Historical Towns Directory

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Find Fremantle

European settlement along the Swan River in Western Australia began with favourable reports given by Captain James Stirling after investigating the region for two weeks during 1827. Stirling's accounts were influential on the decision to found a colony at the site.

In 1829 the first European settlers arrived at the site of Swan River Colony. On 2 May 1829 Captain Charles Howe Fremantle of the 'Challenger' raised the Union Jack and took formal possession of Western Australia on behalf of the British crown.

Captain Stirling, who had been appointed Lieutenant-Governor of the colony, arrived on the 'Parmelia' in June 1829, accompanied by 68 settlers. Stirling named Fremantle in honour of Captain Fremantle and decided to locate the new colony's port at that site and the capital, Perth, upstream closer to the fertile agricultural land.

Fremantle Roundhouse

Fremantle was formally proclaimed and the roads laid out in a grid pattern by John Septimus Roe in that year.

The twelve-sided Round House, containing eight cells, a gaolers residence and a central courtyard, was constructed as the Swan River colony's first gaol in 1830-31. The limestone building is the oldest remaining colonial building in Western Australia. In 1837 a tunnel was dug under the building to provide whalers with access to the town by connecting the Bathers Bay Jetty to High Street.

Fremantle's growth over the first 20 years of its settlement was slow. The inhospitable climate and land that greeted the settlers was in stark contrast to Stirling’s earlier reports of the area and the population remained small as a result of the harsh conditions.

The first St John's Anglican Church opened in Fremantle in 1843. The foundation stone of a new St John's was laid in 1878 and the limestone church was consecrated in July 1882. The old building was subsequently demolished.

Old Gaol, Fremantle

During the 1840s it was decided that a public works program would aid the development of the economy and for this purpose convict labour was imported to Western Australia, with the first 75 convicts arriving on board the 'Scindian' in 1850.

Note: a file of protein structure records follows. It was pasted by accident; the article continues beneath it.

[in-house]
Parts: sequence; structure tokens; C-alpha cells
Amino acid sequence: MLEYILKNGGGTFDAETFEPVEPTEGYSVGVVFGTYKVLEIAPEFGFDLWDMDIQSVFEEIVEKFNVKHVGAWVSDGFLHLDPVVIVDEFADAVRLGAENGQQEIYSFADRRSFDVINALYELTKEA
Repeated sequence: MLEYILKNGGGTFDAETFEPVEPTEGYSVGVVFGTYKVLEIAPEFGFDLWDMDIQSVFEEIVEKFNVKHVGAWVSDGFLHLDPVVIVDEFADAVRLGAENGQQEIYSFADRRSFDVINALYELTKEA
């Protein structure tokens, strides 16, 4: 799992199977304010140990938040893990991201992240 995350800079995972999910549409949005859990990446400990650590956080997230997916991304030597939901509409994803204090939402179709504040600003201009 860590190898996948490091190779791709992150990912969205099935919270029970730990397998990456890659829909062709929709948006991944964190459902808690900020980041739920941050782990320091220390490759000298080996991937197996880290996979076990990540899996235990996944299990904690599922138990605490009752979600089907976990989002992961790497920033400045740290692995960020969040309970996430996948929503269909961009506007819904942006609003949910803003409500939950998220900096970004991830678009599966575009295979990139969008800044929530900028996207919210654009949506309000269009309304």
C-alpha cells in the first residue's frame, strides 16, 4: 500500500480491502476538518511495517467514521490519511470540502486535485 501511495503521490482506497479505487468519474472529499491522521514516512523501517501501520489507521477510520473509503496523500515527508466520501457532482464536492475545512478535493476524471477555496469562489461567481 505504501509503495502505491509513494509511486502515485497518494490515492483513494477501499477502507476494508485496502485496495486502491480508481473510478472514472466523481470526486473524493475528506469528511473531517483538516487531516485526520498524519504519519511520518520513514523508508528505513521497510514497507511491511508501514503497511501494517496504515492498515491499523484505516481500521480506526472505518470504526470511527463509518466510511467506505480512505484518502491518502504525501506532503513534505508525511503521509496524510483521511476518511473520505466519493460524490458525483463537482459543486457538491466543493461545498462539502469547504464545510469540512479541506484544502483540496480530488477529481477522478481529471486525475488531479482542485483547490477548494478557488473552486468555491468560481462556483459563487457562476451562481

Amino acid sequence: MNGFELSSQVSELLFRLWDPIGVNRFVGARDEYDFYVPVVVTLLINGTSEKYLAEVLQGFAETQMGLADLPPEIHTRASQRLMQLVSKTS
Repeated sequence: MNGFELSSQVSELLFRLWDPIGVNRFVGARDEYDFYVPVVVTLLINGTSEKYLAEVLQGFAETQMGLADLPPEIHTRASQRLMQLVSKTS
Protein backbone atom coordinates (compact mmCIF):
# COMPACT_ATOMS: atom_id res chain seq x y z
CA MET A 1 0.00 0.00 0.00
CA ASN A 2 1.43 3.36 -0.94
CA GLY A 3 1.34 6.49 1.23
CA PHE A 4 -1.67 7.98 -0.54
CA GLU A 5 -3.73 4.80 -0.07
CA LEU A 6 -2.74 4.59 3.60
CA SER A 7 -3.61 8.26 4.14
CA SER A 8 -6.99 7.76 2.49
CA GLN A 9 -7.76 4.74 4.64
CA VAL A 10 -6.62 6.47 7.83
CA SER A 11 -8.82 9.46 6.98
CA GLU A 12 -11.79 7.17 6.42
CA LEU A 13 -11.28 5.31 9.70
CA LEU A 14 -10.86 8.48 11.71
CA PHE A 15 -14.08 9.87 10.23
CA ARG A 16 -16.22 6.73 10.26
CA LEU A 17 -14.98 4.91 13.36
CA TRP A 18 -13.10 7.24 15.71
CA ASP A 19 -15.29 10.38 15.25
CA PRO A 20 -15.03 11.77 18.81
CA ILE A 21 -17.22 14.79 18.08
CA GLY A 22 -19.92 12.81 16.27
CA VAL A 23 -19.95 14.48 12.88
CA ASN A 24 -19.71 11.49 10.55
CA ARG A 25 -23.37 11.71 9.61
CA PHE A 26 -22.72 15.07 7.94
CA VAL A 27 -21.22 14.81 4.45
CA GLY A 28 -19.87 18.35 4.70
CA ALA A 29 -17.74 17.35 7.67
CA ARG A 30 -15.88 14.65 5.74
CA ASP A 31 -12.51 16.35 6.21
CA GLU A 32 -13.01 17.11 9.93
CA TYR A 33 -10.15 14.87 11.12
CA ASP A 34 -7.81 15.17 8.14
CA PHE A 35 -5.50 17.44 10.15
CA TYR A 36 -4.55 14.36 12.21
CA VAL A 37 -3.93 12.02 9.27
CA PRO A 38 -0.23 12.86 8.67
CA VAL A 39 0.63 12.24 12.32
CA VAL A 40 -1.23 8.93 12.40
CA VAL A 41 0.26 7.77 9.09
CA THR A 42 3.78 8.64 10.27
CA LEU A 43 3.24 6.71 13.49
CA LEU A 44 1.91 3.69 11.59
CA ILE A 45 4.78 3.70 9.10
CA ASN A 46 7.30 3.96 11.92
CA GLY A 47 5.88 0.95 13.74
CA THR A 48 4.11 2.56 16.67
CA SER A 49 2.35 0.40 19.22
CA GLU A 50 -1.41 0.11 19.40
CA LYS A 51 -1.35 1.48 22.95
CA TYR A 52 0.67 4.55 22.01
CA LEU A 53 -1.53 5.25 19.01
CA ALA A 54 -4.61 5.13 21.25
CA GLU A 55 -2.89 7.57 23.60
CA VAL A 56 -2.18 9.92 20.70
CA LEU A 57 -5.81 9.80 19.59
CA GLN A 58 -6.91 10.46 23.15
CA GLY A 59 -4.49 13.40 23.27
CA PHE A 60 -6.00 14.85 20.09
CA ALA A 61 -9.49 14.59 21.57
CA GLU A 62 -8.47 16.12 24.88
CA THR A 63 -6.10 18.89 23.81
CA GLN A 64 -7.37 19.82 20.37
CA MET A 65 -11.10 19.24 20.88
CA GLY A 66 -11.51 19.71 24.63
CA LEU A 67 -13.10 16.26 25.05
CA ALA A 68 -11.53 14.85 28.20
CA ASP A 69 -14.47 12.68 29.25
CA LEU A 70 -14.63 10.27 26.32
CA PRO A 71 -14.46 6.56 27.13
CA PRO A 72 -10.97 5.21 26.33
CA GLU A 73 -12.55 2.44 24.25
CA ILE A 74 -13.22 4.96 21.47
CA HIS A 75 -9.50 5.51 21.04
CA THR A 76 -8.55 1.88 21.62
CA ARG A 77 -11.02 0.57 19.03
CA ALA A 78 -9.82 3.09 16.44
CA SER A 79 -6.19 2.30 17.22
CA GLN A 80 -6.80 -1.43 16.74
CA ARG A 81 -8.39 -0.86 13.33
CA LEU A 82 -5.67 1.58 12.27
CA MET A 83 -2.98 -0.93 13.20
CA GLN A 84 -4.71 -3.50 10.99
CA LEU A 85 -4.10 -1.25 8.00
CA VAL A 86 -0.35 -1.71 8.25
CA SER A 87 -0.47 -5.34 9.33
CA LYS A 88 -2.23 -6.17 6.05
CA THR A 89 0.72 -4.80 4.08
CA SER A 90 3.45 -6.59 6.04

The last convicts arrived in Western Australia on the 'Houghemont' in 1868 by which time more than 9,700 convicts had been transported to the colony. Convicts already serving their sentences in Western Australia continued to construct buildings in Fremantle until the 1880s.

The convicts built the Warder's Quarters as accommodation for the guards and warders in Fremantle in 1851. The Commissariat Store was built by convicts from 1851 to 1862.

Fremantle's convict population also required housing and a new gaol, originally known as the Imperial Convict Establishment and later the Fremantle Prison, was constructed from 1852-59. The convict-built penitentiary was constructed using limestone quarried on site and the partially completed building was first occupied by convicts in 1855. The Fremantle Prison was handed to the Colonial Government by Britain in 1886. The prison was finally closed in 1991. The Fremantle Boys' School was constructed in 1852. It is now home to the Film and Television Institute.

Fremantle Town Hall

The former customs house was constructed in Georgian-style in 1853.

Convict labour was also used to construct the lunatic asylum between 1861 and 1865 and was the only purpose-built lunatic asylum in Western Australia during the 1800s. The building was converted to a museum during the 1970s.

Fremantle's first bridge across the Swan River was also built by convicts in 1866.

In 1871 Fremantle became a municipality. The Fremantle town hall opened in 1887.

Fremantle Maritime Museum

The railway to Perth opened in 1881.